What can I say. I’m old school. For me keyboard shortcuts are usually a lot faster than using the mouse. Many of these use the Super Key. This is the key that on most keyboards has the Windows logo on it.
Super Key Opens the dash.
Super Key (held down) Opens the Launcher and numbers the entries. Hit a number to launch that application.
Alt+F1 Opens the Launcher and allows you to use the Up/Down arrow keys to move the highlight from application to application. Hit Enter to open the highlighted application. Press the Right Arrow to show the Quicklist (if the highlighted application has one).
Alt+F2 Opens dash in search mode. Type the name of an application and it will provide suggestions as you type.
Super+A Opens up the application window from the Launcher.
Super+F Opens up the files and folders window from the Launcher.
Super+W Display all open windows. Click on one to have that application become the active window. Note that this shows all applications from all workspaces. If the window you click on is from a different workspace, that workspace becomes your working desktop.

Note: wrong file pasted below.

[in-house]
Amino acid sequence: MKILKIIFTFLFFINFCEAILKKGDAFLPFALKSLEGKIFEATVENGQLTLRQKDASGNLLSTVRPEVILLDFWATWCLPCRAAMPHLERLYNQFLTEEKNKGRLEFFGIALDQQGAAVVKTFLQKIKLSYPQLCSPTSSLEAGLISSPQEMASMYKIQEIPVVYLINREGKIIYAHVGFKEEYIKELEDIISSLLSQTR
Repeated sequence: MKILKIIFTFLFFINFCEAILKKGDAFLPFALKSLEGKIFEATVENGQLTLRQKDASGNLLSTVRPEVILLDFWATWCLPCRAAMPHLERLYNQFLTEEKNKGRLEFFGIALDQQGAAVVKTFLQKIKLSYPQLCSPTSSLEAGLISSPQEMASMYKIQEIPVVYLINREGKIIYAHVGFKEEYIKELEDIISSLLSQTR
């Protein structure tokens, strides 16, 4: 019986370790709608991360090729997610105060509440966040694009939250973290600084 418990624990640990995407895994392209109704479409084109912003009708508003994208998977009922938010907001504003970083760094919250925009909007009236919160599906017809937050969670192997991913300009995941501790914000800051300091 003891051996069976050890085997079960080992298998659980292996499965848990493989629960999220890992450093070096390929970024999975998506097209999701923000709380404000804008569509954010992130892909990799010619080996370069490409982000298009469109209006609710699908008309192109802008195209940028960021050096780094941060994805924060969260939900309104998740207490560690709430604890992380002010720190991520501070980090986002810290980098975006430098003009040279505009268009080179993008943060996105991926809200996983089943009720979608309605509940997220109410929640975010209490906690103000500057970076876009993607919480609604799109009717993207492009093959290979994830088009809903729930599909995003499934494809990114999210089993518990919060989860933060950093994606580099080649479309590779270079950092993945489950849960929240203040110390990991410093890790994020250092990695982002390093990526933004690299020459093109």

Super+D Hides all windows. Repeating Super+D restores them.
Super+T Opens the bin.
Super+S Shows all workspaces. You can then drag windows from one workspace to another with the mouse. Click on the application or workspace you wish to work with.
Ctrl+Alt+T Opens a Terminal window.
Ctrl+Alt+L Locks the screen. Needs your password to get back in.
Ctrl+Alt+Left, Right, Up or Down Changes your working desktop to a different workspace.
Ctrl+Alt+Shift+ Left, Right, Up or Down Moves the current window to a different workspace.
F10 – Opens the first menu on top panel. This will be the menu of the active window (the application which has focus) or the default Ubuntu desktop menu.
I’ve recently blown away Windows 7 Professional from my main computer and installed Ubuntu 11.04, Natty Narwhal.
The continual problems and blue screens just got the better of me, and I ditched the whole sorry mess. Ubuntu installed in 20 minutes, didn’t ask for any drivers and is running like a dream.
All of the software I used in Windows was open source or free software anyway, and it was all cross-platform – what was there to lose apart from frustration?
This version of Ubuntu features the new interface called Unity.
Journeyman is an old term meaning someone who is no longer an apprentice but not yet a master craftsman. That’s where I am with Gnu/Linux and Ubuntu.
This is my record of interesting things I learn as I explore Ubuntu, and any tips or gotchas or warnings for those who might decide to follow me.